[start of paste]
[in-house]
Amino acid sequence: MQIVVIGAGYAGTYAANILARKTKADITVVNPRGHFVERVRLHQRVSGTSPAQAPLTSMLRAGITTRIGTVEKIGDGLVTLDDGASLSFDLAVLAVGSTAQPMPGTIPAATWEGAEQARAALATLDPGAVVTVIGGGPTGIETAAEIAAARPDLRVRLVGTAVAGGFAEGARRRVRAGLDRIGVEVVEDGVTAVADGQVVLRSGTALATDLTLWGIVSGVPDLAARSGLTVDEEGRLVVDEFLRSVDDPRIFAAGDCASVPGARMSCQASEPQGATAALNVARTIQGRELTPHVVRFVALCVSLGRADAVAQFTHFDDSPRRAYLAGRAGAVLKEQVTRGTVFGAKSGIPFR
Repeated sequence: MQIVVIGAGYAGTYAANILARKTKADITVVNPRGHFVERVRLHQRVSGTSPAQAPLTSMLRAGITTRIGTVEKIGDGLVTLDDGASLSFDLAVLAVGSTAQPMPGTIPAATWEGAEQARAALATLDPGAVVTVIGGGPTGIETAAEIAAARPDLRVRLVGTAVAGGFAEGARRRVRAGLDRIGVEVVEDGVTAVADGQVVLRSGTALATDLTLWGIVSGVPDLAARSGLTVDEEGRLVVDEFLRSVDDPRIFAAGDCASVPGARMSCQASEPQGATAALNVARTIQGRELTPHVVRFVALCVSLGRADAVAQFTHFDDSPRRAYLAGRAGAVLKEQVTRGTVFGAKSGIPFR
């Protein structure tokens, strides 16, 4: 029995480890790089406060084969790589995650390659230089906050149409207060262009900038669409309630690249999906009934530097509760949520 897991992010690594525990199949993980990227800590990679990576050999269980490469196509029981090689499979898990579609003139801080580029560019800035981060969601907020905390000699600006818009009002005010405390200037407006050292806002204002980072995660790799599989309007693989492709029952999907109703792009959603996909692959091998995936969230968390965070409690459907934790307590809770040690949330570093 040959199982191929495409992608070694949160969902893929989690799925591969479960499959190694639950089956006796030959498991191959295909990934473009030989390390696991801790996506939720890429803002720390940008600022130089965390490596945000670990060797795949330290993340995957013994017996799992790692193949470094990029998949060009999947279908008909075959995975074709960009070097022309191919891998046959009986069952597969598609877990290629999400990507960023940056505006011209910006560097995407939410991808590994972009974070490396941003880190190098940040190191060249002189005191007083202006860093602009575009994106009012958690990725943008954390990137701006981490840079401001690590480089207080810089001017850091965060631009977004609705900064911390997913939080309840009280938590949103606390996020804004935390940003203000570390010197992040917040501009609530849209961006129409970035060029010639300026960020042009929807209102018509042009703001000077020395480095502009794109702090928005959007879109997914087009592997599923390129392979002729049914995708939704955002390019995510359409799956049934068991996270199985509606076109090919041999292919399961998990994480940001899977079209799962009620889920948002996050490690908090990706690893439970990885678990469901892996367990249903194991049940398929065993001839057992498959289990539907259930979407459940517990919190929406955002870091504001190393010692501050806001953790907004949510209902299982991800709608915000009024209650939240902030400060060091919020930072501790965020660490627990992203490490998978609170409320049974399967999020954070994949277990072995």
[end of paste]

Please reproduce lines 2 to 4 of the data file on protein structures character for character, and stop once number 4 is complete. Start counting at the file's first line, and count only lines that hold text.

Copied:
Amino acid sequence: MQIVVIGAGYAGTYAANILARKTKADITVVNPRGHFVERVRLHQRVSGTSPAQAPLTSMLRAGITTRIGTVEKIGDGLVTLDDGASLSFDLAVLAVGSTAQPMPGTIPAATWEGAEQARAALATLDPGAVVTVIGGGPTGIETAAEIAAARPDLRVRLVGTAVAGGFAEGARRRVRAGLDRIGVEVVEDGVTAVADGQVVLRSGTALATDLTLWGIVSGVPDLAARSGLTVDEEGRLVVDEFLRSVDDPRIFAAGDCASVPGARMSCQASEPQGATAALNVARTIQGRELTPHVVRFVALCVSLGRADAVAQFTHFDDSPRRAYLAGRAGAVLKEQVTRGTVFGAKSGIPFR
Repeated sequence: MQIVVIGAGYAGTYAANILARKTKADITVVNPRGHFVERVRLHQRVSGTSPAQAPLTSMLRAGITTRIGTVEKIGDGLVTLDDGASLSFDLAVLAVGSTAQPMPGTIPAATWEGAEQARAALATLDPGAVVTVIGGGPTGIETAAEIAAARPDLRVRLVGTAVAGGFAEGARRRVRAGLDRIGVEVVEDGVTAVADGQVVLRSGTALATDLTLWGIVSGVPDLAARSGLTVDEEGRLVVDEFLRSVDDPRIFAAGDCASVPGARMSCQASEPQGATAALNVARTIQGRELTPHVVRFVALCVSLGRADAVAQFTHFDDSPRRAYLAGRAGAVLKEQVTRGTVFGAKSGIPFR
């Protein structure tokens, strides 16, 4: 029995480890790089406060084969790589995650390659230089906050149409207060262009900038669409309630690249999906009934530097509760949520 897991992010690594525990199949993980990227800590990679990576050999269980490469196509029981090689499979898990579609003139801080580029560019800035981060969601907020905390000699600006818009009002005010405390200037407006050292806002204002980072995660790799599989309007693989492709029952999907109703792009959603996909692959091998995936969230968390965070409690459907934790307590809770040690949330570093 040959199982191929495409992608070694949160969902893929989690799925591969479960499959190694639950089956006796030959498991191959295909990934473009030989390390696991801790996506939720890429803002720390940008600022130089965390490596945000670990060797795949330290993340995957013994017996799992790692193949470094990029998949060009999947279908008909075959995975074709960009070097022309191919891998046959009986069952597969598609877990290629999400990507960023940056505006011209910006560097995407939410991808590994972009974070490396941003880190190098940040190191060249002189005191007083202006860093602009575009994106009012958690990725943008954390990137701006981490840079401001690590480089207080810089001017850091965060631009977004609705900064911390997913939080309840009280938590949103606390996020804004935390940003203000570390010197992040917040501009609530849209961006129409970035060029010639300026960020042009929807209102018509042009703001000077020395480095502009794109702090928005959007879109997914087009592997599923390129392979002729049914995708939704955002390019995510359409799956049934068991996270199985509606076109090919041999292919399961998990994480940001899977079209799962009620889920948002996050490690908090990706690893439970990885678990469901892996367990249903194991049940398929065993001839057992498959289990539907259930979407459940517990919190929406955002870091504001190393010692501050806001953790907004949510209902299982991800709608915000009024209650939240902030400060060091919020930072501790965020660490627990992203490490998978609170409320049974399967999020954070994949277990072995």